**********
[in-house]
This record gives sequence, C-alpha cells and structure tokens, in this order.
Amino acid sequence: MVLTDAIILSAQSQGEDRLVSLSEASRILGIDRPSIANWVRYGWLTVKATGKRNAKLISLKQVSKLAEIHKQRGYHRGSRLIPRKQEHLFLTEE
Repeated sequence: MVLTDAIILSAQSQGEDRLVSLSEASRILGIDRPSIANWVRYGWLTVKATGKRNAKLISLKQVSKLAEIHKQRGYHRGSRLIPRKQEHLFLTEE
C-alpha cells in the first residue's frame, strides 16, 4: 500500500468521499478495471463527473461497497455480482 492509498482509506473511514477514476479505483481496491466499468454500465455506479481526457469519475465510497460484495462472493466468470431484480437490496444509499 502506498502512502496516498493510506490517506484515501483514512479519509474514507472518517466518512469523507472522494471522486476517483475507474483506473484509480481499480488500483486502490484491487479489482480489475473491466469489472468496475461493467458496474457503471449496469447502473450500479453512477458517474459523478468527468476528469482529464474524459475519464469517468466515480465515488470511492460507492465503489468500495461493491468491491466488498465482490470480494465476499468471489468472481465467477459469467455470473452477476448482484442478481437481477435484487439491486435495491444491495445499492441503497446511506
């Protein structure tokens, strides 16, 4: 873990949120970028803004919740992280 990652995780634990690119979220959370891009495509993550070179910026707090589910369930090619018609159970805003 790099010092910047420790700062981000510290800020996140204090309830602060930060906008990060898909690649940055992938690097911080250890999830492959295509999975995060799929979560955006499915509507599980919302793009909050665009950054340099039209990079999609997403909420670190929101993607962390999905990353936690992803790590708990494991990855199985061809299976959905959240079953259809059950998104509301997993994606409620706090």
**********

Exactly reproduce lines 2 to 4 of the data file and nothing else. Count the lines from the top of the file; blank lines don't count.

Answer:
This record gives sequence, C-alpha cells and structure tokens, in this order.
Amino acid sequence: MVLTDAIILSAQSQGEDRLVSLSEASRILGIDRPSIANWVRYGWLTVKATGKRNAKLISLKQVSKLAEIHKQRGYHRGSRLIPRKQEHLFLTEE
Repeated sequence: MVLTDAIILSAQSQGEDRLVSLSEASRILGIDRPSIANWVRYGWLTVKATGKRNAKLISLKQVSKLAEIHKQRGYHRGSRLIPRKQEHLFLTEE